The problem of child labour is not peculiar in India. Employment of children is a practice obtaining in almost all the developing countries. The main and perhaps the only reason for this practice is the presence of iniquitous and the exploitative order in these countries, where no measures are taken to implement distributive justice. With structural readjustment, liberalisation of economies to enable the functioning of a free market economy we have regressed into the economic thought of early stages of industrial revolution where the ruling principle was if we take care of production distribution will take care of itself. With this kind of economic philosophy that has established its hegemony over the world there is any chance of improvement in the conditions of labour let alone child labour.

Without disturbing the status quo efforts have been on to flight child labour. The ILO identified child labour for its focus for the year 1992-93. In the first phase for action programme Brazil, India, Indonesia, Kenya, Thailand and Turkey. For the second phase Bangladesh, Cameroon, Egypt, Pakistan, the Philippines the United Republic of Tanzania. The ILO formulated the International Programme on the Elimination of Child Labour. The principal aim of IPEC was to mobilise governments, workers and employers organisations, NGOs, educators parents and children for action against child labour.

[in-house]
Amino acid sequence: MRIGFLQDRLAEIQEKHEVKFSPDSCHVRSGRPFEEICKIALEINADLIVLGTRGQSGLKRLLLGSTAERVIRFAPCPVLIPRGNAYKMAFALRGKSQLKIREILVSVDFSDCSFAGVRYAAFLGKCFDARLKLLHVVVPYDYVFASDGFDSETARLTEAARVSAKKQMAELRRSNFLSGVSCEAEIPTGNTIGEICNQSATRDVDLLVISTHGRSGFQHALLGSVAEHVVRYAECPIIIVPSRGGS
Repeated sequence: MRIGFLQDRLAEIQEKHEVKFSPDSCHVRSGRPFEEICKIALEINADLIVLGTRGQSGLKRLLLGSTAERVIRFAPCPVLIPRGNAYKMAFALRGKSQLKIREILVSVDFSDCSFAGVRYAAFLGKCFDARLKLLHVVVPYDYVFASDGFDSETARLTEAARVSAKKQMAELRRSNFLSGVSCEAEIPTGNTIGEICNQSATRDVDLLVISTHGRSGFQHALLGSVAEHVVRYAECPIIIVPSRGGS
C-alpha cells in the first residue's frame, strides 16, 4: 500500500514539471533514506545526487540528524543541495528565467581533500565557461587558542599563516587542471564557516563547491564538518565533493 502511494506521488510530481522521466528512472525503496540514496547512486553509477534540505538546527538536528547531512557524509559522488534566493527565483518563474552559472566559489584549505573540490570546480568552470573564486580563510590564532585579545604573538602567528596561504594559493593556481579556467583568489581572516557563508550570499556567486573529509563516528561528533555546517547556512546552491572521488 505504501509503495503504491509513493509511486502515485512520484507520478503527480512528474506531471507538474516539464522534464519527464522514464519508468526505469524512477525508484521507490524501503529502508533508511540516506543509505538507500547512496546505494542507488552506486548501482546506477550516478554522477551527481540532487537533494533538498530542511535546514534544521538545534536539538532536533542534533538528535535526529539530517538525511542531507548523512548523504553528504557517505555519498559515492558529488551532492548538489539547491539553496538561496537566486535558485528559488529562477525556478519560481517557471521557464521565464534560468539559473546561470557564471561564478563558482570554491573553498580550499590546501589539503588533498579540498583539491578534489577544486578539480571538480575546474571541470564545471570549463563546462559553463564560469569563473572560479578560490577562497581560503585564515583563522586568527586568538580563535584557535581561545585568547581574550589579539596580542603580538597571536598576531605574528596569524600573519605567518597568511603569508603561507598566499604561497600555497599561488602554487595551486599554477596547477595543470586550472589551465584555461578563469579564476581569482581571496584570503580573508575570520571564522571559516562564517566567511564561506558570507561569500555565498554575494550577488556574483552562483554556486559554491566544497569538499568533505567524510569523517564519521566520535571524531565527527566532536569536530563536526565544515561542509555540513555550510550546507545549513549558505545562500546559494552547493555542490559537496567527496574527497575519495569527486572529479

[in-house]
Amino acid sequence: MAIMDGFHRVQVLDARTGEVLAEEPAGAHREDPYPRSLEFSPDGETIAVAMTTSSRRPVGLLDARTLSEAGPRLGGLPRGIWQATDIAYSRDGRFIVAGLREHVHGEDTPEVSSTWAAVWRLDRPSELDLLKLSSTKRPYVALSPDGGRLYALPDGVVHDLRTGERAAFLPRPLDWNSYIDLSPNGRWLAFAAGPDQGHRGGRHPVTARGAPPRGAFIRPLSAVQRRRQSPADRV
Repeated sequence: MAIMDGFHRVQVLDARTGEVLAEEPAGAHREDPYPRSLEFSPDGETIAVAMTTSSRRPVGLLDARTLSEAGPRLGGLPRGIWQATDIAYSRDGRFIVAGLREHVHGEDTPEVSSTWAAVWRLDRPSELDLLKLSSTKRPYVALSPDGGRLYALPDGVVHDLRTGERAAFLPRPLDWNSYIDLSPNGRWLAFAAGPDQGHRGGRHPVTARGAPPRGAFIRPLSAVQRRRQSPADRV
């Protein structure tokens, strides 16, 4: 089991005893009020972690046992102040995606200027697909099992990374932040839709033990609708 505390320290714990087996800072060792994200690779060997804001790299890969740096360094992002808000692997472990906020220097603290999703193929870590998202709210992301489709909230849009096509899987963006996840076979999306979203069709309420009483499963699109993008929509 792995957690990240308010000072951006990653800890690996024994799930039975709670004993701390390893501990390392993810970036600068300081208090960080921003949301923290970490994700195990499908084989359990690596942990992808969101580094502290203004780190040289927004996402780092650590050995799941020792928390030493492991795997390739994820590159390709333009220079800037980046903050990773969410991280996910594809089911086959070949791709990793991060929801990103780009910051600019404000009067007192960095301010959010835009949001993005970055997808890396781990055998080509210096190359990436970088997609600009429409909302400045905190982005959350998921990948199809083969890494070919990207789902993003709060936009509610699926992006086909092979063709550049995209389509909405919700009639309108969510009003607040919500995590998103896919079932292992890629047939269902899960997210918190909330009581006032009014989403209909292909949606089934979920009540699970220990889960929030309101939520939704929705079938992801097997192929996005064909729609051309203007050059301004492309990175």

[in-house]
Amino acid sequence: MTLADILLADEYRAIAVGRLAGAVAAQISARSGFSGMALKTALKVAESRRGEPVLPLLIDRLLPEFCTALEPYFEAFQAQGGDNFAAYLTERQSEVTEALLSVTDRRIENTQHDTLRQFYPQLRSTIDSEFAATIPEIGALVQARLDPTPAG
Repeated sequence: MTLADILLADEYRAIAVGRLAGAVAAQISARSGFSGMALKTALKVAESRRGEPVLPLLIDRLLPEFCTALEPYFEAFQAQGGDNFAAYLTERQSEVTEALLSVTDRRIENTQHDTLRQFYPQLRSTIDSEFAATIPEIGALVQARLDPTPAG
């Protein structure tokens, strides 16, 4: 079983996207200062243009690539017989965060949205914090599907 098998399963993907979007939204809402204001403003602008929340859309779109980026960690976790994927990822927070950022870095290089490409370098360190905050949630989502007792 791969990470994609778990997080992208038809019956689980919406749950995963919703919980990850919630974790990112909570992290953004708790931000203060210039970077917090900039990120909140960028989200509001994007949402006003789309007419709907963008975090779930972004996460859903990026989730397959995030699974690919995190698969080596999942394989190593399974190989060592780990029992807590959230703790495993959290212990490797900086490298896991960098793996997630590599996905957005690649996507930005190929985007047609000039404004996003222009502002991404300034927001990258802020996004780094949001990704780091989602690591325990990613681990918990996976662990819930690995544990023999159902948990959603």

Whether at the domestic or international level all these efforts have had no effect. When the malady is ubiquitous statistics to prove the presence of the malady may not be necessary. Even as early as 1959 the United Nation's General Assembly passed a Resolution inter alia declaring that the basic right of every child is protection against labour that stunts mental or physical growth, and against policies and practices that limits education and deprives children of the right to comradeship, of play and joy. This of course was pious resolution. It was only on 20 November 1989 that the UN General Assembly adopted the Convention on the Rights of Child. This convention was ratified by India on December 10, 1992 and India must have made a declaration that there are statutes governing the field covered by Art. 32 of the convention. It is true that the source of progress in law is closely linked to actual progress in law is closely linked to actual progress in social relations and social situation. It seems to be equally true that law simulates progress very often to recognise a current social evil the preservation of status quo brings about the perpetuates and bring about a legislative measure but only to contain and regulate the current social evil. All transformatory legislation, all legislation declaring rights of the working class and the recognition of human rights exist side by side with the legal system designed principally to preserve the status quo, and the preservation of status quo and the existing social order act as limitations on the play of these progressive laws. The unarticulated major limitation on the constitution and the laws is the preservation of the status quo. There is no dearth of information on human rights all over the world. But yet these violations, whether it be child rights, women's rights or civil and political rights occur on a day to day basis in almost all countries, despite laws covenants and conventions.